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Efficiency experts

Conference speakers call for staff to spread the word about improving service to patients by expanding their scope of practice.

Nursing engagement and expansion were the hot topics at Southern Cross University’s recent healthcare conference.

Frances Hughes, the chief nursing and midwifery officer for Queensland’s Department of Health, spoke to delegates about her vision for expanding nurses’ scope of practice.

Using the strategy for optimising nursing developed in Queensland as an example, Hughes encouraged attendees to articulate what a wonderful solution nurses are to growing healthcare costs in Australian states and territories.

“[We can’t] be scared of talking about efficiency and effectiveness,” she said. “We have to do something to improve services, and by improving services to consumers and patients we will save money along the way.

“It’s about getting real about doing the best we can for patients and that is using our evidence and massive workforce to its full scope.”

Efficiency, Hughes said, isn’t about slashing jobs and budgets. She said knowing data and understanding it is important.

“[Improving efficiency] plays right into our hands because we can use it to change models of care,” she explained. “A lot of models of care are outdated. They are highly controlled by specialist medical people when they don’t need to be – they are not client focused and they are not patient focused.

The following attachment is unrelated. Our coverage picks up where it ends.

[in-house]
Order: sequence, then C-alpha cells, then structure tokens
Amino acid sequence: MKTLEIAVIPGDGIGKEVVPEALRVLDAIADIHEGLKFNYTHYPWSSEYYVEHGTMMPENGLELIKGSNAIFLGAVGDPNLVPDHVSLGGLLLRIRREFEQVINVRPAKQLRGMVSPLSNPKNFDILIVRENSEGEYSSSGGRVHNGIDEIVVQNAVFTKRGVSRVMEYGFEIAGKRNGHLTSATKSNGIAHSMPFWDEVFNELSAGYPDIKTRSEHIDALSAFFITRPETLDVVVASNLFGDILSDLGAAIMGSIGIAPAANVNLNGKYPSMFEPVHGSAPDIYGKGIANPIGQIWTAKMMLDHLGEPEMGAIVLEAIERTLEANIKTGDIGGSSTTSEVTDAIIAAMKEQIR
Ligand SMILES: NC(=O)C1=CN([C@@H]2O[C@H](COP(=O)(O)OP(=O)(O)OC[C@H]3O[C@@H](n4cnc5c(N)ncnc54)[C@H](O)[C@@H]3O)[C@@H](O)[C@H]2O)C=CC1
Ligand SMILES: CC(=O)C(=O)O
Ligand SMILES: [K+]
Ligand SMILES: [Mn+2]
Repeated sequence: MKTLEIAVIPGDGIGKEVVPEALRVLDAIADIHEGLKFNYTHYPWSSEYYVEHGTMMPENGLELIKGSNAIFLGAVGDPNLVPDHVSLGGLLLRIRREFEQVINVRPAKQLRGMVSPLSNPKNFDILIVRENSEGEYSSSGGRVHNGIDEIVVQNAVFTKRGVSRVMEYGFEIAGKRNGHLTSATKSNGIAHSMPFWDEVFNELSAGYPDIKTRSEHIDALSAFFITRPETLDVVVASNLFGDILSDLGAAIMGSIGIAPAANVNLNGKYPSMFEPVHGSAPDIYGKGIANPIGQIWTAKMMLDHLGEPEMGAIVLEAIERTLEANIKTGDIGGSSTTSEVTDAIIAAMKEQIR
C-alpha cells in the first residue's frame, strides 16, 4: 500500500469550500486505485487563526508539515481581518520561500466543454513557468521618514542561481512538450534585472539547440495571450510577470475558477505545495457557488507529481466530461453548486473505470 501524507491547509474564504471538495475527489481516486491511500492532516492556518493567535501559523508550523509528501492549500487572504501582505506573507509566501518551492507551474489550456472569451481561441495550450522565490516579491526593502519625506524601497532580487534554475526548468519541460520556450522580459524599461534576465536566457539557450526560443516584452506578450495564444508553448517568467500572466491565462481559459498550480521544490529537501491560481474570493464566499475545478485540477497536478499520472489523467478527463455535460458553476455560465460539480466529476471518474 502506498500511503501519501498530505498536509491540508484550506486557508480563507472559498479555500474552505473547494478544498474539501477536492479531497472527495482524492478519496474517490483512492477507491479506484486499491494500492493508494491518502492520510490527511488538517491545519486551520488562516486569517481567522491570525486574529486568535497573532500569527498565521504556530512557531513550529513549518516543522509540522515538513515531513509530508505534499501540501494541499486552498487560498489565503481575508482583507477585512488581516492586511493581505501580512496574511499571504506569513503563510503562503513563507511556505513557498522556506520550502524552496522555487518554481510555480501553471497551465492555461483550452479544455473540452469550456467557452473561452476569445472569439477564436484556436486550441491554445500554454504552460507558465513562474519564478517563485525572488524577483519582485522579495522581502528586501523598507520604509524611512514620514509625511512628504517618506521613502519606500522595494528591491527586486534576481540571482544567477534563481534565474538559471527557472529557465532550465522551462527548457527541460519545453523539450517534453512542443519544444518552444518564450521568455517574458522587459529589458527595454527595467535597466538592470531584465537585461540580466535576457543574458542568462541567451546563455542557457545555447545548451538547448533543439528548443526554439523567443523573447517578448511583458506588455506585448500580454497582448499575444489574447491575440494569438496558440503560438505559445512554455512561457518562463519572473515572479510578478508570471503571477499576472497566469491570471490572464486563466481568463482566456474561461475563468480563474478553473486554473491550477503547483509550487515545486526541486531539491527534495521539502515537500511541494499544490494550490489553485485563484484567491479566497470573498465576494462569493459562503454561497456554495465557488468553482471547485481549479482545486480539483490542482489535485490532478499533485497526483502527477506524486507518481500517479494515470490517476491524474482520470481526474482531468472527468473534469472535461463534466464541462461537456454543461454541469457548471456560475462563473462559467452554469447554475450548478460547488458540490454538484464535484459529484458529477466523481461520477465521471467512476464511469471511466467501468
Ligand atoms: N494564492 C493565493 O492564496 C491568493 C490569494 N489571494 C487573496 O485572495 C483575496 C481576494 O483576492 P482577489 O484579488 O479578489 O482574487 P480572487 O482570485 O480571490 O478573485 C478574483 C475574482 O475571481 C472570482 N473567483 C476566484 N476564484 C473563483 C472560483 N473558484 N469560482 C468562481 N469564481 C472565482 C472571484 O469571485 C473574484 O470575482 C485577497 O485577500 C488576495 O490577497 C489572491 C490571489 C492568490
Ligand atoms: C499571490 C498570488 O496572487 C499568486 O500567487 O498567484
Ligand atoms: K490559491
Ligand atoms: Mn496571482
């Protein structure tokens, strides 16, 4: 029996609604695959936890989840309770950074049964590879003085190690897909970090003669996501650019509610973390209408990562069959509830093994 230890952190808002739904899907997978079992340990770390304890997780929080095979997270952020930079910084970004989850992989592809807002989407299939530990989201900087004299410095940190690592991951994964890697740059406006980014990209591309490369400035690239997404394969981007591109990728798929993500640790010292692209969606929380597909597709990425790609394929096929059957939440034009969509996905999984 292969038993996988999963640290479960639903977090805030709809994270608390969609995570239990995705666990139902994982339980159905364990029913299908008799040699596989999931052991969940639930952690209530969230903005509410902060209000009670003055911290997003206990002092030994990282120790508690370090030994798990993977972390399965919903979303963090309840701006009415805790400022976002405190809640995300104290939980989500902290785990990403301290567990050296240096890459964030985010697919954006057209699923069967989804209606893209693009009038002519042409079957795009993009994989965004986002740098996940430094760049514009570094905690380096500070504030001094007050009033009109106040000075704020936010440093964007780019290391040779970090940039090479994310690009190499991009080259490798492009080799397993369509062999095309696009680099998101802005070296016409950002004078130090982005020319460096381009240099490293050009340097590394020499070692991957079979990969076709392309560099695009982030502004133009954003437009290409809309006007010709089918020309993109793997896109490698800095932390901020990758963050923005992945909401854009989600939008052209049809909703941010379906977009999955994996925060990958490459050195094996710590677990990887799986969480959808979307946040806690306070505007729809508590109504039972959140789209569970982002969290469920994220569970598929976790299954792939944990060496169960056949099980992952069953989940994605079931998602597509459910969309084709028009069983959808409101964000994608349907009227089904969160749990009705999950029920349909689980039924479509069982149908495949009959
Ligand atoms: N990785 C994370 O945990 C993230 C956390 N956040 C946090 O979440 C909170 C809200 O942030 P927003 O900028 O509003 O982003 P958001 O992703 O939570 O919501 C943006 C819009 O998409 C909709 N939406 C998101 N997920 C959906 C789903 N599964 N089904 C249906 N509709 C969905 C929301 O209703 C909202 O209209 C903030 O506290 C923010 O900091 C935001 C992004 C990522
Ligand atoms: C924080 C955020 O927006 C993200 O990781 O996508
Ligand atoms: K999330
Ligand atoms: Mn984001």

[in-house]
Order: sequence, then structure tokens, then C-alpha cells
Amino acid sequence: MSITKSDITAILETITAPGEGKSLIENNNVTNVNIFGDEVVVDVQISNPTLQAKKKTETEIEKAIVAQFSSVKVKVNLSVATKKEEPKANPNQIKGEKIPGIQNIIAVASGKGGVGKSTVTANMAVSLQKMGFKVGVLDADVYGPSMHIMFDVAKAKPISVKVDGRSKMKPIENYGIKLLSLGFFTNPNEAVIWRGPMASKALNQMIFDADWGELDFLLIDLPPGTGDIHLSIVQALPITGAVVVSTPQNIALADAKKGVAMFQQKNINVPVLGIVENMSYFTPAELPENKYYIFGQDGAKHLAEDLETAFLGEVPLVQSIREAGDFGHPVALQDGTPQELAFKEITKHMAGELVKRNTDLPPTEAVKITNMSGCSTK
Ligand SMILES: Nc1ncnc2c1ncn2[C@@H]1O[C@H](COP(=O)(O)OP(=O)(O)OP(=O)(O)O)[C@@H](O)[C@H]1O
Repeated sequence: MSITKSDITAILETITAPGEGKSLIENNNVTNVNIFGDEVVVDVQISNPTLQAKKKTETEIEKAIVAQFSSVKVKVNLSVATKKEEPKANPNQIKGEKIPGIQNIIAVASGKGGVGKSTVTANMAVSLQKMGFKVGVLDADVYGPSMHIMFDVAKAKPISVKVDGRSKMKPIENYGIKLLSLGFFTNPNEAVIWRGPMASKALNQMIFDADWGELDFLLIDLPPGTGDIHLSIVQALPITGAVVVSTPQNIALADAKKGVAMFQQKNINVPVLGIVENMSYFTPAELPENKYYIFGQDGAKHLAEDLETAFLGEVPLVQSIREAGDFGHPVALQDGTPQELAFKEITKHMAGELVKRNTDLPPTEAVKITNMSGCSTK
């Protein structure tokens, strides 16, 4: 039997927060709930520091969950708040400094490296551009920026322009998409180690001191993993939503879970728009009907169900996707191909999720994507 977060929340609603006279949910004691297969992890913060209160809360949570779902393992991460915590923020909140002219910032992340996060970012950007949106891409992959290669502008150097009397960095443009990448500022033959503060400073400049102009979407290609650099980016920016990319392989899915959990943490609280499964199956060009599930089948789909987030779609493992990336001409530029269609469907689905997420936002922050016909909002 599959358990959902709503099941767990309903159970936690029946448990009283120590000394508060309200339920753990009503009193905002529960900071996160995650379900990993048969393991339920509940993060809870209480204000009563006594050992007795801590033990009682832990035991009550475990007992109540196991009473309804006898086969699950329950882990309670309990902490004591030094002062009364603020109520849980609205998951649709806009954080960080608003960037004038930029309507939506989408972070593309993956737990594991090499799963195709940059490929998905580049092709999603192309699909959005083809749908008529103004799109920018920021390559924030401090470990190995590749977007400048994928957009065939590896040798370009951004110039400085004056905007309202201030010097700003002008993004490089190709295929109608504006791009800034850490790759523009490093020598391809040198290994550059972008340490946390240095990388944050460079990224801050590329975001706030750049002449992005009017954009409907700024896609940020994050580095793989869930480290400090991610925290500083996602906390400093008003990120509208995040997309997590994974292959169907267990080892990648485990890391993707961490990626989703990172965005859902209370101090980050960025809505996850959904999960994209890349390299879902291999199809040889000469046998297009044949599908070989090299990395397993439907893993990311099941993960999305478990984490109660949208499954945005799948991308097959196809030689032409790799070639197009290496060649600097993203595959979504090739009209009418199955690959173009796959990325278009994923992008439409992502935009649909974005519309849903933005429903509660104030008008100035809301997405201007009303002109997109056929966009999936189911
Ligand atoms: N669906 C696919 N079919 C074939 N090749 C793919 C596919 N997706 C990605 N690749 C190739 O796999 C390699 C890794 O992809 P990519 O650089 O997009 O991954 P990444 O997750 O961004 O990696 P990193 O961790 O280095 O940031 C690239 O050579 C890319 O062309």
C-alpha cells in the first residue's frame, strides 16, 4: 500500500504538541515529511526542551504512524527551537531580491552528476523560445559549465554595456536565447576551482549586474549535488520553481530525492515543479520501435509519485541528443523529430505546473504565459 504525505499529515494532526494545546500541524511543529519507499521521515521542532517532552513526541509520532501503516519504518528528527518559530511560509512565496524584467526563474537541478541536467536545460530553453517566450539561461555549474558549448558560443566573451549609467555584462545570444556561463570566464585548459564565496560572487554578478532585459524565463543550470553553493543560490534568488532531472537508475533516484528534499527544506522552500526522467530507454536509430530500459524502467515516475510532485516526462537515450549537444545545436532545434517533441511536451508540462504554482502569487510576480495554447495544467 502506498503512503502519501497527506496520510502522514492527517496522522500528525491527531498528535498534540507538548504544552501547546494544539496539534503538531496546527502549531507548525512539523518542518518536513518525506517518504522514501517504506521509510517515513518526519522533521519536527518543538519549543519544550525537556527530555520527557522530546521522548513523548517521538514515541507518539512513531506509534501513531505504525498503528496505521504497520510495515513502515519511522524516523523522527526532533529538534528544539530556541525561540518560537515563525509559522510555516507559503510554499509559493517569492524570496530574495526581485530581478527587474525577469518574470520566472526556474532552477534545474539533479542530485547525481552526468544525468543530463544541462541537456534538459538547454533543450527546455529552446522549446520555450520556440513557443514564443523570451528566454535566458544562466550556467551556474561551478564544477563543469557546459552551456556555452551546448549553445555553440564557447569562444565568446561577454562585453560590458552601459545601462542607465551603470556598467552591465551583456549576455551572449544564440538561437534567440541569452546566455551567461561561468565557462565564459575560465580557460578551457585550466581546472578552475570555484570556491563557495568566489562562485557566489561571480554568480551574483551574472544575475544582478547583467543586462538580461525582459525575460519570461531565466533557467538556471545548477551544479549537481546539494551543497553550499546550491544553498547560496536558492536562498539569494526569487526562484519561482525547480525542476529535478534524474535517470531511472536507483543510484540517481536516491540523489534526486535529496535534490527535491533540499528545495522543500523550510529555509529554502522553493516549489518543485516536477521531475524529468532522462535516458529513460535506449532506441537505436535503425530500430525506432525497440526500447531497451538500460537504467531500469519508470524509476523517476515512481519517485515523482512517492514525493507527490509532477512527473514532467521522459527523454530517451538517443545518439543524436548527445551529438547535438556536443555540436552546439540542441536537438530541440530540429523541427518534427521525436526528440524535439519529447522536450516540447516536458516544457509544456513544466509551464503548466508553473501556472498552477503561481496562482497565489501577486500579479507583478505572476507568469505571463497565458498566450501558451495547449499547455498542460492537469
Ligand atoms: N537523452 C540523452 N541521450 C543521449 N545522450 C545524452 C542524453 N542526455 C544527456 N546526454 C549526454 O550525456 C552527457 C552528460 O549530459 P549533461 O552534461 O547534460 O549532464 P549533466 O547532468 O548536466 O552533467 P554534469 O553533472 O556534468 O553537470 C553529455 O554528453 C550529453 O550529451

“We want more responsiveness in our system and that’s a major form of dynamic efficiency.”

Professor Iain Graham, head of the school for health and human science at SCU, gave an international perspective on the impact of nursing and midwifery in the world of healthcare.

“We are older, we are living longer, we are living with more chronic health problems, so [it’s important to look at] the impact of that on the way nurses are educated and trained, as well as the wider healthcare team,” Graham said. “[There is a] need to engage in much more lifelong learning. Once they’re qualified, graduate and leave university, it’s the start of their learning journey, not the end. [This is necessary] to maintain capability and competence, to be safe practitioners, to be able to provide quality patient care, manage cost constraints and so forth – and rationing of services.”

John Hurley, associate professor from SCU’s school of health and human sciences, said the event also gave many nurses the opportunity to showcase innovative evidence-based nursing or midwifery practice in a less threatening environment.

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